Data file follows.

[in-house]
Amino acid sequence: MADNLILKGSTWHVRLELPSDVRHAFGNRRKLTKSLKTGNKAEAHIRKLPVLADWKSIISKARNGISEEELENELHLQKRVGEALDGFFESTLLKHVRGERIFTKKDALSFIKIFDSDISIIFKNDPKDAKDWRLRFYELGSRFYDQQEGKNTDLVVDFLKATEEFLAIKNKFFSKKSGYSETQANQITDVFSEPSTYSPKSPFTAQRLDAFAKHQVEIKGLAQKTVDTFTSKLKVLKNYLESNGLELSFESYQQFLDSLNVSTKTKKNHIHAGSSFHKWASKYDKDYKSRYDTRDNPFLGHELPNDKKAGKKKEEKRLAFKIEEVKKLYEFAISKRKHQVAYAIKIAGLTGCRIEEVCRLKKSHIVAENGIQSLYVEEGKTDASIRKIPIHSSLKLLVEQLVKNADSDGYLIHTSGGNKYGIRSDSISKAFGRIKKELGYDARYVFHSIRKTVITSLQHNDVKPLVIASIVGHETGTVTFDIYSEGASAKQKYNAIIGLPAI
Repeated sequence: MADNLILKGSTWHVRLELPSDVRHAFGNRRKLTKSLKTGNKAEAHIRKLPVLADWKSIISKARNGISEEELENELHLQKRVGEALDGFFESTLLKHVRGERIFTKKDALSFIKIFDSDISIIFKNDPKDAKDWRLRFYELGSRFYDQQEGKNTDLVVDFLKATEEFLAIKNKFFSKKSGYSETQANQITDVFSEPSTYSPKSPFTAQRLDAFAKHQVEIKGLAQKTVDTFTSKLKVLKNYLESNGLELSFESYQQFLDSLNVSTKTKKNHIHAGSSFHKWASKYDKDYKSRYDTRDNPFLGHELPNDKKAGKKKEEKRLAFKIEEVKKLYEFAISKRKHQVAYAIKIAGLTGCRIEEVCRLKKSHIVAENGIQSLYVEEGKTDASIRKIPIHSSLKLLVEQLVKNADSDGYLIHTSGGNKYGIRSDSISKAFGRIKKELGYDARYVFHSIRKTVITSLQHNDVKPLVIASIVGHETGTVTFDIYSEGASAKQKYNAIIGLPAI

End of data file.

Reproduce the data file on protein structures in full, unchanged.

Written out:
[in-house]
Amino acid sequence: MADNLILKGSTWHVRLELPSDVRHAFGNRRKLTKSLKTGNKAEAHIRKLPVLADWKSIISKARNGISEEELENELHLQKRVGEALDGFFESTLLKHVRGERIFTKKDALSFIKIFDSDISIIFKNDPKDAKDWRLRFYELGSRFYDQQEGKNTDLVVDFLKATEEFLAIKNKFFSKKSGYSETQANQITDVFSEPSTYSPKSPFTAQRLDAFAKHQVEIKGLAQKTVDTFTSKLKVLKNYLESNGLELSFESYQQFLDSLNVSTKTKKNHIHAGSSFHKWASKYDKDYKSRYDTRDNPFLGHELPNDKKAGKKKEEKRLAFKIEEVKKLYEFAISKRKHQVAYAIKIAGLTGCRIEEVCRLKKSHIVAENGIQSLYVEEGKTDASIRKIPIHSSLKLLVEQLVKNADSDGYLIHTSGGNKYGIRSDSISKAFGRIKKELGYDARYVFHSIRKTVITSLQHNDVKPLVIASIVGHETGTVTFDIYSEGASAKQKYNAIIGLPAI
Repeated sequence: MADNLILKGSTWHVRLELPSDVRHAFGNRRKLTKSLKTGNKAEAHIRKLPVLADWKSIISKARNGISEEELENELHLQKRVGEALDGFFESTLLKHVRGERIFTKKDALSFIKIFDSDISIIFKNDPKDAKDWRLRFYELGSRFYDQQEGKNTDLVVDFLKATEEFLAIKNKFFSKKSGYSETQANQITDVFSEPSTYSPKSPFTAQRLDAFAKHQVEIKGLAQKTVDTFTSKLKVLKNYLESNGLELSFESYQQFLDSLNVSTKTKKNHIHAGSSFHKWASKYDKDYKSRYDTRDNPFLGHELPNDKKAGKKKEEKRLAFKIEEVKKLYEFAISKRKHQVAYAIKIAGLTGCRIEEVCRLKKSHIVAENGIQSLYVEEGKTDASIRKIPIHSSLKLLVEQLVKNADSDGYLIHTSGGNKYGIRSDSISKAFGRIKKELGYDARYVFHSIRKTVITSLQHNDVKPLVIASIVGHETGTVTFDIYSEGASAKQKYNAIIGLPAI